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Something New: Jun 2, 2011

Editor's note: Although BGI's press release states that a "draft assembly" of the new E. coli strain is available online, some readers have pointed out that these are only the raw sequence reads. This post has been updated to reflect that. Nick Loman at the Pathogens: Genes and Genomes blog has posted a first-pass de novo assembly using the BGI data.

The World Health Organization has declared the E. coli outbreak running rampant in Europe to be a new strain never before seen in people, says Scott Hensley at NPR's Shots blog. At least 18 people have died, and almost 1,500 people have been infected, Hensley says. Most of the deaths have occurred in people who live or have recently traveled to Germany, and officials believe they all ingested infected vegetables, though the source has not yet been identified. BGI has sequenced the bacterium and says it's a new type of E. coli never seen before, though it has a 93 percent similarity to a strain that appeared in the Central African Republic. The new bacterium has some different genes that seem to account for its virulence and high toxicity, Hensley says. It also appears to be resistant to antibiotics.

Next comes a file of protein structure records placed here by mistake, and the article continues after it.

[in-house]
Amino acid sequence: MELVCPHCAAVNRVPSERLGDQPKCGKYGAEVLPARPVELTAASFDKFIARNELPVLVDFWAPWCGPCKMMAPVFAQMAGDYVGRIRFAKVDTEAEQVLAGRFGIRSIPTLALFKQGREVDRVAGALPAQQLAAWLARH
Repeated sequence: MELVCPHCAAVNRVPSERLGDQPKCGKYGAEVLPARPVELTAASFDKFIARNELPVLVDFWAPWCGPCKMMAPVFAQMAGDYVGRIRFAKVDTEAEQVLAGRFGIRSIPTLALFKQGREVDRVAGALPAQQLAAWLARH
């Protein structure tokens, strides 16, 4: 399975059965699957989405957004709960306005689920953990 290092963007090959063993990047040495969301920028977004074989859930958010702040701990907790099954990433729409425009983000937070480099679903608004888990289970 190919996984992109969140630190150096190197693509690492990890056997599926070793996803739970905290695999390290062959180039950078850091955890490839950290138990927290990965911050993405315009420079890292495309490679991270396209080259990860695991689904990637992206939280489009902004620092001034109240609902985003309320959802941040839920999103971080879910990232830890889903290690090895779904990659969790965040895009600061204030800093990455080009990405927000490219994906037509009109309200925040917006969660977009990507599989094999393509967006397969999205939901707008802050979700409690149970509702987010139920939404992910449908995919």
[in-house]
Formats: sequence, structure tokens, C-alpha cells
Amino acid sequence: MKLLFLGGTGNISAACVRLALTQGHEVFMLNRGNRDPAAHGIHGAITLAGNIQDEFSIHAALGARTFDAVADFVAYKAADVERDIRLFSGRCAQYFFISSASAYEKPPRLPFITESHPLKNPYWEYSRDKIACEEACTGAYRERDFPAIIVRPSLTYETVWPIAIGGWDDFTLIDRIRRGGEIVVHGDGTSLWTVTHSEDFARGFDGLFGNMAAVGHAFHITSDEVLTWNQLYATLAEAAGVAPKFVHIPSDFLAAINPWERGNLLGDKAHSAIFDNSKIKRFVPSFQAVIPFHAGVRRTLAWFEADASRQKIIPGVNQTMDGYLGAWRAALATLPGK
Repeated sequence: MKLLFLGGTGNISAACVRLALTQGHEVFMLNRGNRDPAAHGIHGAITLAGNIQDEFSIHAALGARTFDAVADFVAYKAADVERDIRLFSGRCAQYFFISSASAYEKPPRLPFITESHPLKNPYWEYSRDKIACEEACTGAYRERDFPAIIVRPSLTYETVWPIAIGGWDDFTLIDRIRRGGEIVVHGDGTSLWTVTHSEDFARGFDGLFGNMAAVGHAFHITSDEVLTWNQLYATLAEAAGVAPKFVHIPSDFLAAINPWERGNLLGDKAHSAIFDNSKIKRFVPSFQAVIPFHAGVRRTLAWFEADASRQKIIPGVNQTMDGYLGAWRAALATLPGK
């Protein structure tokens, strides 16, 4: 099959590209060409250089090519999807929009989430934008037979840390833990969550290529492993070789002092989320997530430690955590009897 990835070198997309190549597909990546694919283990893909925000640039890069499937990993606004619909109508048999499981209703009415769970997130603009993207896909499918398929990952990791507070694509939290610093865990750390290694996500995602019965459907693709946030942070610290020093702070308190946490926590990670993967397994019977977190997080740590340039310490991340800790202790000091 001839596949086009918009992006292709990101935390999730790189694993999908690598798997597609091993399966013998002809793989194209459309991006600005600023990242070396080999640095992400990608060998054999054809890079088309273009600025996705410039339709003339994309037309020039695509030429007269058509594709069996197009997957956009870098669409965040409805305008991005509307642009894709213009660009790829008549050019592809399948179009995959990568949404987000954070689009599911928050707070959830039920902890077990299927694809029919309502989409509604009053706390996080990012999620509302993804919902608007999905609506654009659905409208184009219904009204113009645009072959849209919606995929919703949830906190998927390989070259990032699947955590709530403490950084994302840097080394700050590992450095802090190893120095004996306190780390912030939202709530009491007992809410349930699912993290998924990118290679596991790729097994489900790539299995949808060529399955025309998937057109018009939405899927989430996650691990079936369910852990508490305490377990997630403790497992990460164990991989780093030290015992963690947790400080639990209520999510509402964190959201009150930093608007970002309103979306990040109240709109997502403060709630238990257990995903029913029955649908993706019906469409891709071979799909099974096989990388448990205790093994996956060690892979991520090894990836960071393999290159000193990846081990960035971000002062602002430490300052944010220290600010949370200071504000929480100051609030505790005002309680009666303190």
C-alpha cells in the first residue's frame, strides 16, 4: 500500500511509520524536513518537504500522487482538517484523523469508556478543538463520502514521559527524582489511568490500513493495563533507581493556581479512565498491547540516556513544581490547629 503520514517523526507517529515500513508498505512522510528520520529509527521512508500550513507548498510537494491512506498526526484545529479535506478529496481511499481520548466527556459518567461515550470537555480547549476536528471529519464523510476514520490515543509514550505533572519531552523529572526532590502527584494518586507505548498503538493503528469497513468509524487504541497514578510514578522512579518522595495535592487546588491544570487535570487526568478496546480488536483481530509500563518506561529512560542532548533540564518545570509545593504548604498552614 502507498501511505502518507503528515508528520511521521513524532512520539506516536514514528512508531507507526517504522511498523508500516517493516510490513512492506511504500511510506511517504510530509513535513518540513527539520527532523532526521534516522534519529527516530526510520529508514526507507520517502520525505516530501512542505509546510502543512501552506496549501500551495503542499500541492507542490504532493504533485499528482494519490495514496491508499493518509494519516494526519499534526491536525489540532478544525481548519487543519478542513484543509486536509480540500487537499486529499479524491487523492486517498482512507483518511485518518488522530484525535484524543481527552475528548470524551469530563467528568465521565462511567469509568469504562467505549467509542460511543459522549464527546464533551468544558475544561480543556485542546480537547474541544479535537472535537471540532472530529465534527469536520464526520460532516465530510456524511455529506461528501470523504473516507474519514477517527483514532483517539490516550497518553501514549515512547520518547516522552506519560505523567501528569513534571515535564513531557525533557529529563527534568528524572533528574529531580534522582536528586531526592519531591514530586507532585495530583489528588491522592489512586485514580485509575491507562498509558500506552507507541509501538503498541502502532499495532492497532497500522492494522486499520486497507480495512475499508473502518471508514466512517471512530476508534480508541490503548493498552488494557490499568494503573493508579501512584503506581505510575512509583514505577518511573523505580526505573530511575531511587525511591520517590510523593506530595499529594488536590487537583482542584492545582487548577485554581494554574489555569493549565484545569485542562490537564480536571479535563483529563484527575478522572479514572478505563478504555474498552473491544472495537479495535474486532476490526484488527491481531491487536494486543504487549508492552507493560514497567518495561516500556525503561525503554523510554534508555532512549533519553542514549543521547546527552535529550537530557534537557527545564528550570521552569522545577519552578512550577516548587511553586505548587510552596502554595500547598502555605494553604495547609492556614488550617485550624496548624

In a press release, BGI says it completed the sequencing within three days of receiving bacterial DNA samples, using the Ion Torrent sequencing platform. According to the sequence reads — which BGI has made available for download — the new strain's genome is about 5.2 million bases, and has a new serotype which the press release says has not previously seen in any E. coli outbreaks. "This new strain of E. coli has acquired specific sequences that appear to be similar to those involved in the pathogenicity of hemorrhagic colitis and hemolytic-uremic syndrome. The acquisition of these genes may have occurred through horizontal gene transfer," BGI adds.

The Scan

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Breast Cancer Risk Gene Candidates Found by Multi-Ancestry Low-Frequency Variant Analysis

Researchers narrowed in on new and known risk gene candidates with variant profiles for almost 83,500 individuals with breast cancer and 59,199 unaffected controls in Genome Medicine.

Health-Related Quality of Life Gets Boost After Microbiome-Based Treatment for Recurrent C. Diff

A secondary analysis of Phase 3 clinical trial data in JAMA Network Open suggests an investigational oral microbiome-based drug may lead to enhanced quality of life measures.

Study Follows Consequences of Early Confirmatory Trials for Accelerated Approval Indications

Time to traditional approval or withdrawal was shorter when confirmatory trials started prior to accelerated approval, though overall regulatory outcomes remained similar, a JAMA study finds.